Objectives: The aim of this study was to evaluate the feasibility, safety and efficacy of treatment for chronic hepatitis C virus (HCV) infection through a primary care-based model for the delivery of HCV services in New South Wales (NSW), Australia.
Participants and methods: This observational cohort study recruited participants through seven primary care clinics in NSW, Australia, between November 2010 and June 2013. Patients with HCV genotype 2/3 were treated without specialist review, whereas those with genotype 1 required an initial specialist review. Treatment consisted of pegylated interferon-α-2a/2b and ribavirin. Sustained virological response and adverse events were evaluated.
Results: Among 41 participants (mean age 44 years, 73% men) initiating treatment with pegylated interferon-α-2a/2b and ribavirin, 90% had injected drugs ever, 16% had injected drugs in the past 30 days and 56% had ever received opioid substitution treatment. HCV genotype 1 and genotype 2/3 occurred in 17% (n=7) and 83% (n=34). Treatment was completed in 83% (34 of 41), with seven discontinuations [adverse event (depression), n=1; patient decision, n=1; lost to follow-up, n=3; virological nonresponse, n=2]. In an intent-to-treat analysis, sustained virological response was 71% overall (29 of 41), 43% in genotype 1 (three of seven) and 76% in genotype 2/3 (26 of 34).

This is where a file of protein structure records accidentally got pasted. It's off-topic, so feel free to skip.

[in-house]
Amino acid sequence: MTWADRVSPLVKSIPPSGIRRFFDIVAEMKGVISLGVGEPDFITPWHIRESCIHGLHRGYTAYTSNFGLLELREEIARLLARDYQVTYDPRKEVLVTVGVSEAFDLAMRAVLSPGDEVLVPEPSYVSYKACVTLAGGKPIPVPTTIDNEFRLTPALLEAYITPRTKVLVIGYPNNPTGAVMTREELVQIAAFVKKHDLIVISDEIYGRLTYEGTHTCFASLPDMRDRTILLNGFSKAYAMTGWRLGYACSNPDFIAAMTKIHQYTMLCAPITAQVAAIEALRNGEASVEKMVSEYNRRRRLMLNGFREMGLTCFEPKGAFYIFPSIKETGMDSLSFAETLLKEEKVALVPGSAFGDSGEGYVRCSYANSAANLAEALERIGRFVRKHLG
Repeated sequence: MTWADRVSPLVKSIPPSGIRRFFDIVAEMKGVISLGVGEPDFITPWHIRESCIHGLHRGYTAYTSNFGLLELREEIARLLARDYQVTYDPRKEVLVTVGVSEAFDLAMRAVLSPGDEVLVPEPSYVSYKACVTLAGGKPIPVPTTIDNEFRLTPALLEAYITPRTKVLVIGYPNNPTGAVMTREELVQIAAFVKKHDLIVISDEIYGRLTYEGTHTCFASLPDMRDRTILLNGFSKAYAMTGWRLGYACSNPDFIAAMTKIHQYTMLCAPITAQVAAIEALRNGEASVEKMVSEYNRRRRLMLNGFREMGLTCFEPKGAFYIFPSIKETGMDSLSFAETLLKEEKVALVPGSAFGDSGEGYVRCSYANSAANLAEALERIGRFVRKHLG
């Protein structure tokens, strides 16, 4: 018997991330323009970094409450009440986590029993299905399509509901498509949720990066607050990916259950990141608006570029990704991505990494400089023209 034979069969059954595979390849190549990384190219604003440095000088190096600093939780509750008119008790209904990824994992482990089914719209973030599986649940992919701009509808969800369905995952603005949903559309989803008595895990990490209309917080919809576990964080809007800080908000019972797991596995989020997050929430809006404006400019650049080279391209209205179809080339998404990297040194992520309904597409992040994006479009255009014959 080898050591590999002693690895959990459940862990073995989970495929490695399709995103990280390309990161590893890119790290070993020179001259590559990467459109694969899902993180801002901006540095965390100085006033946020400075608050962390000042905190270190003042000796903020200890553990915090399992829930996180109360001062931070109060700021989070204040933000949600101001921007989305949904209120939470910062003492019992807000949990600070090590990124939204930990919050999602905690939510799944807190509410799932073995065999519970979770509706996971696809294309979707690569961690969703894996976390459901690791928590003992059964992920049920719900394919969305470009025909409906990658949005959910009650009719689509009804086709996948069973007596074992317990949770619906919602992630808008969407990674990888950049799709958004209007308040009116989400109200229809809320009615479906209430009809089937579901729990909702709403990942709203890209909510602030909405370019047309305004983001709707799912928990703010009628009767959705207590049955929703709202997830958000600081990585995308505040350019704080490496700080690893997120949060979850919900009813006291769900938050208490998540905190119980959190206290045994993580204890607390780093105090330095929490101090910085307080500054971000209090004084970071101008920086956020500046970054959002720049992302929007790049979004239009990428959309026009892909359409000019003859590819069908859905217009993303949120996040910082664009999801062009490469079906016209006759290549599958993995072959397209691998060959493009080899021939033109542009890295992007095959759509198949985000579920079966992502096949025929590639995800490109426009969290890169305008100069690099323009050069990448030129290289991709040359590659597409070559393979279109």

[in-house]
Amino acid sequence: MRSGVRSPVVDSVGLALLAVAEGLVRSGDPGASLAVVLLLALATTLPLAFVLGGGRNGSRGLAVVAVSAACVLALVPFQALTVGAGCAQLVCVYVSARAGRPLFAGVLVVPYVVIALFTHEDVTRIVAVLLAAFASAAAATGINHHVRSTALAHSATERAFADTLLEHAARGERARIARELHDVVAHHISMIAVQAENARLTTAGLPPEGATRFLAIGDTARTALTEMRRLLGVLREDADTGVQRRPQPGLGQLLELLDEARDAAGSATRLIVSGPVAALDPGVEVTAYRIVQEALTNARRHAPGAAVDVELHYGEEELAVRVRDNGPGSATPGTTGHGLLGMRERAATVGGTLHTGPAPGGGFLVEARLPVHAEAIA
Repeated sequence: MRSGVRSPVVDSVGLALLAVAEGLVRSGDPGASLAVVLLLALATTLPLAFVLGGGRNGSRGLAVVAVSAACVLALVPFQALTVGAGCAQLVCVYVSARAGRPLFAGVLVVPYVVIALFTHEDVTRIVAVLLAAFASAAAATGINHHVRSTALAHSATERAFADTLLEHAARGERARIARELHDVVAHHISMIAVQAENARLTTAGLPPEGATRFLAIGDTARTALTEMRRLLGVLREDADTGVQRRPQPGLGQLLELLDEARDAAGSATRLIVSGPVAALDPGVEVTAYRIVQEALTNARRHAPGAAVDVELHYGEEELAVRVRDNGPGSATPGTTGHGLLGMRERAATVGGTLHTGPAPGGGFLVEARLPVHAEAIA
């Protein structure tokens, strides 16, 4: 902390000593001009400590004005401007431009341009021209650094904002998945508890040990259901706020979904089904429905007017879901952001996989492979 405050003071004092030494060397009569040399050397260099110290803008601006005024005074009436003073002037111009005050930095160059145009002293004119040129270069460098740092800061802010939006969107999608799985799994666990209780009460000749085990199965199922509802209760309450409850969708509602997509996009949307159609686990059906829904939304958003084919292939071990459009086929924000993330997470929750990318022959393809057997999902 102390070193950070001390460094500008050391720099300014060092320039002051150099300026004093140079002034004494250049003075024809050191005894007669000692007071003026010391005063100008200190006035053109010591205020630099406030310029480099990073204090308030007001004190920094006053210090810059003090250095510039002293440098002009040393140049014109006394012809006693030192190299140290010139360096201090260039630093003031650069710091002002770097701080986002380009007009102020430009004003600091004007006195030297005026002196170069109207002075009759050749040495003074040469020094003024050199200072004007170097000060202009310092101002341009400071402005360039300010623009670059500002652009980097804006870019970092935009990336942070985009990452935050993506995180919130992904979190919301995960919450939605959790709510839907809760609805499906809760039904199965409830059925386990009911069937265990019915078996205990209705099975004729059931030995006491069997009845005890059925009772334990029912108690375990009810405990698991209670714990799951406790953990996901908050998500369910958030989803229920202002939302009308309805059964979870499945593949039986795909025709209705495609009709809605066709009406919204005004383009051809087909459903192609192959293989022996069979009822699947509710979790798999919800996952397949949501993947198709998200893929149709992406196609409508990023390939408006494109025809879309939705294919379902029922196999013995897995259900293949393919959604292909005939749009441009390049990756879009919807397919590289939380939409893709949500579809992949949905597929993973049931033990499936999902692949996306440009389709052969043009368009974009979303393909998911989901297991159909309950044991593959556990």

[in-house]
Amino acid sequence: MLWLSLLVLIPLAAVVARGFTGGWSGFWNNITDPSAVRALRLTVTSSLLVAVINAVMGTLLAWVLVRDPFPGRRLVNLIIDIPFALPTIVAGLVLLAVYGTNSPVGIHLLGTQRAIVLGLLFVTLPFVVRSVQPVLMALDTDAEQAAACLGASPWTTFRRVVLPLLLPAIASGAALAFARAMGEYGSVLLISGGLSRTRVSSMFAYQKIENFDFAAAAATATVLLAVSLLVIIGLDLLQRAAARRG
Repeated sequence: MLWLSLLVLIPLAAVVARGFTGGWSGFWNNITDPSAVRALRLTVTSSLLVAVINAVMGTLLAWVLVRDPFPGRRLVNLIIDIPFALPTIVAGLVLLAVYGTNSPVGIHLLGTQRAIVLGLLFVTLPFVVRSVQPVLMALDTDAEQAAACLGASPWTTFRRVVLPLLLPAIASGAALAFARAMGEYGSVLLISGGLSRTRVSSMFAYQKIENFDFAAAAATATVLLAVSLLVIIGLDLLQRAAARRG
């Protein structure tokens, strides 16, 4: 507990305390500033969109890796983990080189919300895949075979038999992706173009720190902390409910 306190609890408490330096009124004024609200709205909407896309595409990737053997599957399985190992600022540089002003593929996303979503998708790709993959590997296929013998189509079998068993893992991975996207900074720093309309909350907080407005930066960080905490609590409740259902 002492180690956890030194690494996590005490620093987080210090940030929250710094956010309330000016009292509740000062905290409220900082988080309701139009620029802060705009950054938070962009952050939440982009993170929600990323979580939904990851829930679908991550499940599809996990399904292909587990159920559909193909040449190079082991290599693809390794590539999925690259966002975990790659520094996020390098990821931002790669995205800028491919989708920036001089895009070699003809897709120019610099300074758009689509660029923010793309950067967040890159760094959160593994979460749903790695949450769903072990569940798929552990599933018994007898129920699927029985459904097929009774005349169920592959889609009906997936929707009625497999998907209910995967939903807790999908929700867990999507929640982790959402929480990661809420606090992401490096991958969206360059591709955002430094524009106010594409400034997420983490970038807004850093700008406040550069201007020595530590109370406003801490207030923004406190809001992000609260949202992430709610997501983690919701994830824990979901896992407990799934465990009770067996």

Conclusion: Initiation of HCV treatment in the primary care setting is an effective alternative for selected patients and may contribute towards increasing access to HCV care.